If you have knee pain, don't know what to do about it, are sick of living in pain and discomfort and can't do some of the activities you would like to do, this blog is for you.
Knee pain is a very common cause of complaint here at the clinic, whether you have pain related to wear and tear from normal changes seen from aging or you have had an accident and caused an injury, knee pain can be a painful and annoying problem to have. Unfortunately knee pain comes in many different ways, different movements make the pain worse for different people, there are different ways to help knee pain depending on the person and there are different outcomes for many different people therefore, exercises to reduce your pain and let you do what you want to do can vary.
Below I will talk you through some muscles important in anyone's knee pain and how to build a strong robust knee.
Muscles important in knee pain and function.
The knee is made up of 3 bones:
The 2 long bones, femur and the tibia are covered in a layer of cartilage, this cartilage absorbs the impact from daily activities and protects the knee. Essentially, the knee is held together by tissues called ligaments, tendons and muscles which protect and support the knee.
There are 2 main muscle groups that are important in knee function and other muscles that also help significantly with knee function. The 2 main muscle groups include:
Quadriceps - these muscles are located above the knee on the front of your leg and their primary role is to straighten your knee.
Hamstrings - these muscles are located above the knee on the back of your leg and their primary role is to bend the knee.
The other muscles that help with knee function are:
Although these muscles don't all impact the knee joint directly they all work together to move the knee joint and provide stability to the joint. We like to refer to the muscles of the lower limbs as scaffolding for the knee. By building a strong scaffold for the knee, we can improve the strength of the knee and provide stability and protection. By building a stronger scaffold we can improve the health of the knee, improve the function of the knee and get you back to doing the activities you want with less knee pain.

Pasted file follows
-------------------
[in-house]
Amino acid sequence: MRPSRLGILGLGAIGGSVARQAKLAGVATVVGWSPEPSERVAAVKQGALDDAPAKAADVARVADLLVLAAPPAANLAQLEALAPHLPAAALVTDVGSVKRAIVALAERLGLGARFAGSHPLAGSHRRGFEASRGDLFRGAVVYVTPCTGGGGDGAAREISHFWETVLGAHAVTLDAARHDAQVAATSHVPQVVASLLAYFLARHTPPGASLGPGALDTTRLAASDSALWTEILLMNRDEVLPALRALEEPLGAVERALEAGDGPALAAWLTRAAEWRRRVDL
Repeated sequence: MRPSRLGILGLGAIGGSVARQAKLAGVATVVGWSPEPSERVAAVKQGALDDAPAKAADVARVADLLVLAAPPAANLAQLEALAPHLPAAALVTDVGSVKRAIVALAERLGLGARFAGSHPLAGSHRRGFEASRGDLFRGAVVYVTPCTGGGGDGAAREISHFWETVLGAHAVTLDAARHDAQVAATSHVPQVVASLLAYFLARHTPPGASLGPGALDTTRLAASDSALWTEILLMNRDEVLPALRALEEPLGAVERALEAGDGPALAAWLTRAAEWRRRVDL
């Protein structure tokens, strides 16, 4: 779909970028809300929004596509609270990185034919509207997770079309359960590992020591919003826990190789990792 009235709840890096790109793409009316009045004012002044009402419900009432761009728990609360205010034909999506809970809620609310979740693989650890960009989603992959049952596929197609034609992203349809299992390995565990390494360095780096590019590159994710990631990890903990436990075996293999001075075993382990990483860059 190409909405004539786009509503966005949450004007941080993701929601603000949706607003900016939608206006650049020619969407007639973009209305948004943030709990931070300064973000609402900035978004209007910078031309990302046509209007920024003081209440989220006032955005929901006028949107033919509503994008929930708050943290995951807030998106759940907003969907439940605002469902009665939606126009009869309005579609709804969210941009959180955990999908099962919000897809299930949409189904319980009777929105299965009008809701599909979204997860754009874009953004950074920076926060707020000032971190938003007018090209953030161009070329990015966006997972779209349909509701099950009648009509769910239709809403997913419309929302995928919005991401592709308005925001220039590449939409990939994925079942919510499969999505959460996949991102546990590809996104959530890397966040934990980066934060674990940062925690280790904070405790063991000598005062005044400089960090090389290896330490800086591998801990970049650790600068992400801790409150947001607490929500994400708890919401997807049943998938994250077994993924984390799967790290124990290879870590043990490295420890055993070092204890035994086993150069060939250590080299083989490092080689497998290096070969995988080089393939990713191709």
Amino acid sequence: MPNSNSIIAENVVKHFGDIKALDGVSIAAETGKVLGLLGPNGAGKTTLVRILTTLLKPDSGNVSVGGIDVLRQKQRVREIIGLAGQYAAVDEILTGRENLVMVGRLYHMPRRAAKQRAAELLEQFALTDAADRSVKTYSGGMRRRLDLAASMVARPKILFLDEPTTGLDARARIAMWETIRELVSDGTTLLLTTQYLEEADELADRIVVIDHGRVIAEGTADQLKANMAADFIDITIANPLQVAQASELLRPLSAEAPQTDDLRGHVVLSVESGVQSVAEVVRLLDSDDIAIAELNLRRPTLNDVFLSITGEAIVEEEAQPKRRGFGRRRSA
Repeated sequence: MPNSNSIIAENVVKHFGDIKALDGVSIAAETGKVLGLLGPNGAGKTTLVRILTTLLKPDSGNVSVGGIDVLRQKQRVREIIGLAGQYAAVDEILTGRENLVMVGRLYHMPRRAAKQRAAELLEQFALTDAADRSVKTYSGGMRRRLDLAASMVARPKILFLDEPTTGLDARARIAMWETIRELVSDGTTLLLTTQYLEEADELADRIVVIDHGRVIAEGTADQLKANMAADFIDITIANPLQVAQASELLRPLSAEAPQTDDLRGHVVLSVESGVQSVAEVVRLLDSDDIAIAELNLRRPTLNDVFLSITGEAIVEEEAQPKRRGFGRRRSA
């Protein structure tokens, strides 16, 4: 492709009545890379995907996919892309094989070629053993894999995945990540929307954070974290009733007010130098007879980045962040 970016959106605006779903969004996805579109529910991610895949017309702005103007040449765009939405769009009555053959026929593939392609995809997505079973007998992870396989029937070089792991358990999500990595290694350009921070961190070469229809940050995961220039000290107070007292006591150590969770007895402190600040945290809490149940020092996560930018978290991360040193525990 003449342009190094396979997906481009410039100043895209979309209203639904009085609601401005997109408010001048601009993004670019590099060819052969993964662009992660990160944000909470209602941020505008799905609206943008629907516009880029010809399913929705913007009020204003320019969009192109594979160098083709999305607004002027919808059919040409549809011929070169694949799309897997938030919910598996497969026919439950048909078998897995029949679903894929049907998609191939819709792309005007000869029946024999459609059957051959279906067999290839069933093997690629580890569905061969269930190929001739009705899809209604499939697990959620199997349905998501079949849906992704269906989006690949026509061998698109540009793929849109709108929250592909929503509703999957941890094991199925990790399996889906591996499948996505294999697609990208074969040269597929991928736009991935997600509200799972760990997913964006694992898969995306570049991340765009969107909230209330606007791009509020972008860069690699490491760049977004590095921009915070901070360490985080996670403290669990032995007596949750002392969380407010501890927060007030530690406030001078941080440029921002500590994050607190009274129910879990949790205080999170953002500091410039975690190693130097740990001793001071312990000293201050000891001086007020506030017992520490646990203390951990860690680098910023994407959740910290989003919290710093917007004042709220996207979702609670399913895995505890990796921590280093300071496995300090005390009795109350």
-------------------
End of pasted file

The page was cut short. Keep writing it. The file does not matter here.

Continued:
How do we build the Scaffold for the knee?
Again, there are no exercises that are suitable for everyone that comes in with knee pain as everyone's pain is different. However below are some common exercises that are given here in the clinic that help with knee pain, help strengthen the scaffolding around your knee and build a resilient and robust joint.
Easy beginning exercises:
Step 1: Sit in a chair high enough so the back of your knees are touching the chair
Step 2: Keep the back of your knee on the chair, straighten your leg, tightening the front of your thigh.
Step 3: Lower your leg slowing back to the beginning.
Step 4: Repeat on both legs
Step 1: Stand next to something for balance
Step 2: Raising onto your toes as high as you can.
Step 3: Lower your heels back to the ground
Step 1: Sit in a chair high enough so the back of your knees are touching the chair.
Step 2: Tie a resistance band around a pole in a loop and put one leg in.
Step 3: Keep the back of your knee on the chair, bringing your heel towards the chair, tightening the back of your thigh.
Step 3: Slowly bringing your back to the beginning.
Step 4: Repeat on both legs
More advanced exercises:
Step 1: Standing behind a step
Step 2: Step up, one leg at a time, bringing both legs on top of the step
Step 3: Slowly step back down with the leg you stepped up with first.
Step 4: Repeat on the other leg
Step 1: Stand with a chair behind you.
Step 2: Slowly lower your body as if you were squatting or sitting on the chair.
Step 3: Rise from the chair prior to you sitting down.
To begin these exercises, start by performing 3 sets x 8 repetitions. Gradually increase until you feel like you are working harder enough with only a small amount of knee pain. When you reach 3x15 it is time to increase the load by adding weight or resistance.